Can Major save the Tory state?

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The Independent Online
WHAT ARE the Tories going to do? Tony Blair's arrival on the centre ground of British politics throws down a challenge to the Major government which requires a grown- up reply. Bournemouth may resound next week to nothing more than the crackle and pop of cheap shots about Clause IV and Arthur Scargill. But to reduce what is happening in British politics to exchanges of abuse between a few fundamentalist socialists and the gag writers from Central Office would be a swindle. And, for the Conservatives, it would be a full- scale, technicolour blunder.

But the party of government has a problem. Does it try to address Mr Blair's cogent and provocative analysis of what has gone wrong, reasserting a Toryism that is European in outlook, attuned to the need for some social reconstruction and sensitive to complaints about the downgrading of local democracy? That strain of Conservativism is still present round the Cabinet table. Or does it swing rightwards, concentrating on the promise of lower taxes, welfare cuts and a further twist of the anti- European screw?

The choice will be messier than I imply, since moderate Tories as well as right-wingers are desperate for a tax-cutting strategy. But the basic choice - fight Labour head- to-head across the centre ground - or turn Mr Blair's flank on the right - go for reassurance or radicalism - cannot be fudged. The country will pick up one overriding message from the Conservatives, and they need to decide which it will be.

It is easiest for the Tories to swing rightwards. First, with the party's back against the wall, it is inclined to trust its instincts and turn populist: this is how John Major behaved during the European elections earlier this year, to the dismay of some of his most senior ministers. Second, the timing of the 1996 Intergovernmental Conference on European Union is convenient for nationalist Tories. And third, judging by the energy spent trying to neutralise Michael Portillo, the Prime Minister still thinks the biggest threat to his own position is coming from the right. The Tory left has always behaved more gently and cautiously than the right and, under this leader, is paying the penalty.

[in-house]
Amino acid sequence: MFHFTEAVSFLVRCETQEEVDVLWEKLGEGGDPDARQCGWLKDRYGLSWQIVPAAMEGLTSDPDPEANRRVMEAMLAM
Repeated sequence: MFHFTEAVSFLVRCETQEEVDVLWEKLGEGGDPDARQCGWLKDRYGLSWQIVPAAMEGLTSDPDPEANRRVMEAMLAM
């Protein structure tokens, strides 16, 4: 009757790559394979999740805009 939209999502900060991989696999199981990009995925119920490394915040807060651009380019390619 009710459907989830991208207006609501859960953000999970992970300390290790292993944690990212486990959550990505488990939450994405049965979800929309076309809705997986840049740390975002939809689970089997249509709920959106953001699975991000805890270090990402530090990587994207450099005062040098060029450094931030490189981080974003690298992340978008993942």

But the pluralism and moderation of Mr Blair's rhetoric this week will strengthen the hand of those moderate ministers who already fear that Mr Major has spent so long squinting at the condition of the Tory factions that he is in danger of losing sight of the mood of the nation. Can he really afford to allow the Labour leader to saunter about on the consensual centre unchallenged?

This is partly a question of rhetoric. The Prime Minister is perfectly capable of making a temperate, thoughtful response that would comprise the second half of a conversation opened by Mr Blair - of sounding measured about Europe; of affirming his genuine interest in community, in social action, even in some measure of political reform; of defending his economic record with a mixture of humour and gentle condescension; of inquiring mildly about the policies lurking behind the language of Labour modernisation. It is the likely response of the private Major. After all, he too was once seen as the plain-speaking representative of common sense and honesty. Under the chameleon guises he has worn since then, that almost-forgotten figure from 1992 may still exist.

But when he is actually in Bournemouth, surrounded by his party, the temptation will be strong to speak in tribal dialect, to refuse the conversation and retreat to the shrill conference-speak platitudes that party managers think activists love. This would do him no good in the eyes of a resentful and suspicious nation, but it would not be a wholly illogical response. Conservative Party conferences do matter - Margaret Thatcher was partly sustained in her difficult first years in power by its annual displays of support.